Oklahoma ETF (OOK) Comes Flying Out Of The Gate

by on December 24, 2009 | ETFs Mentioned:

About two months ago, Geary Advisors made headlines by launching the Oklahoma ETF (OOK), the first state-specific exchange-traded product available to U.S. investors. OOK is linked to the SPADE Oklahoma Index, a modified market capitalization-weighted benchmark that seeks to measure the performance of publicly-traded companies whose corporate headquarters are located in the state of Oklahoma.

The Oklahoma ETF Is Off To A Hot StartFollowing the launch of OOK, we noted that the index on which this ETF is based has a stellar performance history, beating the S&P by a wide margin with an impressive consistency (read that complete analysis). It is perhaps difficult to pinpoint the reason for the big gains of Oklahoma-based stocks, but there are a number of potential explanations. The state is consistently ranked among the most “business friendly” in the union, due in part to relatively low taxes. While Oklahoma has historically been dominated by oil and gas firms, the economy has broadened in scope significantly in recent years, and is now spread across health care, education, financial, and other sectors.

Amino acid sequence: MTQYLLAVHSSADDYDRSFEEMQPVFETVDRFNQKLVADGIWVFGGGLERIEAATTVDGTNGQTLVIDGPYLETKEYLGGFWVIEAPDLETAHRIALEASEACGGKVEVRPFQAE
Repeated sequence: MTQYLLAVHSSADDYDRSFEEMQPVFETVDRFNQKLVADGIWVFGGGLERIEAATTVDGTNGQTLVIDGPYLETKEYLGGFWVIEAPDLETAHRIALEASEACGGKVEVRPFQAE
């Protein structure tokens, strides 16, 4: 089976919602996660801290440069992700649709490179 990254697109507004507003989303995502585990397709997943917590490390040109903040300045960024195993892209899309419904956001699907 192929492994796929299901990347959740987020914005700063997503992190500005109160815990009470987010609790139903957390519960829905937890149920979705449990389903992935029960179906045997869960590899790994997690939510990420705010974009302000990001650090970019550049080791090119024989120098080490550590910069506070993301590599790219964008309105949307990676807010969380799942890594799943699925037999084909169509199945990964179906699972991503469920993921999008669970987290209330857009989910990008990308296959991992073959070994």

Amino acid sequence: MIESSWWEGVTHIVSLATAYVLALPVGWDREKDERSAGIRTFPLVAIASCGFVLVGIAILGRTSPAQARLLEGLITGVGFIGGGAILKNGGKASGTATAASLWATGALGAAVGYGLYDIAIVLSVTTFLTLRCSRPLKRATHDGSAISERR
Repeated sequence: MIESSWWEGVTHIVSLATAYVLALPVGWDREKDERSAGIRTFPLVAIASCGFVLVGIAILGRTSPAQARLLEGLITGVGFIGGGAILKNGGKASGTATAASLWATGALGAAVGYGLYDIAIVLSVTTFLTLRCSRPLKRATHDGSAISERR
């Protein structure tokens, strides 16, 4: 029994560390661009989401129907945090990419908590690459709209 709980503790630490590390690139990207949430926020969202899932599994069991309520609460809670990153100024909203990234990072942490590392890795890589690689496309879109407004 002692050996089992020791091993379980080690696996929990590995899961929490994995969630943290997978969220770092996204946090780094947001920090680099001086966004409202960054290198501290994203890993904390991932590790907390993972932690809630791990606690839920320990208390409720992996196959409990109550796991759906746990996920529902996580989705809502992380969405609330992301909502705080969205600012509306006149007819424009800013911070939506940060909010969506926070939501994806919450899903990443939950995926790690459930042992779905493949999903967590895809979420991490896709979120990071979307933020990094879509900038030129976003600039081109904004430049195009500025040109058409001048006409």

OOK’s launch was greeted with a fair amount of skepticism, but its performance since inception has been impressive, and should go a long ways towards rebutting any criticisms. In its first two months of trading, OOK has gained about 7%, putting it a whopping 250 basis points ahead of the S&P 500 SPDR (SPY) over that period. And OOK’s outsized gains can’t simply be attributed to strength in the energy sector — the Energy Select Sector SPDR Fund (XLE) has actually trailed the broader market over the last month, losing 0.5% since OOK began trading:

OOK Has Crushed SPY and XLE Since Inception

Potential Uses

Some investors are perhaps a bit perplexed as to how a state-specific fund can fit into their portfolio, but OOK has plenty of potential uses. For those looking to overweight the energy sector, this ETF is one of the cheapest options available (an expense ratio of 0.20%, even less than XLE). While OOK is heavy in energy stocks, there’s a lot more to this fund than oil and gas, as major components include Sonic Corp., Pre-Paid Legal Services, and Southwest Bancorp , among others. In a sense, OOK is to the energy industry what QQQQ is to the tech sector, offering a strong tilt with some degree of diversification.

For investors bullish on the long-term outlook for natural gas, OOK is certainly worth a look, as it offers exposure to companies engaged in the production and transfer of the gas while avoiding the potential pitfalls of UNG. Daily volumes for OOK remain relatively light, indicating that investors interested in this fund may want to use limit orders to establish their initial position.

Disclosure: No positions at time of writing.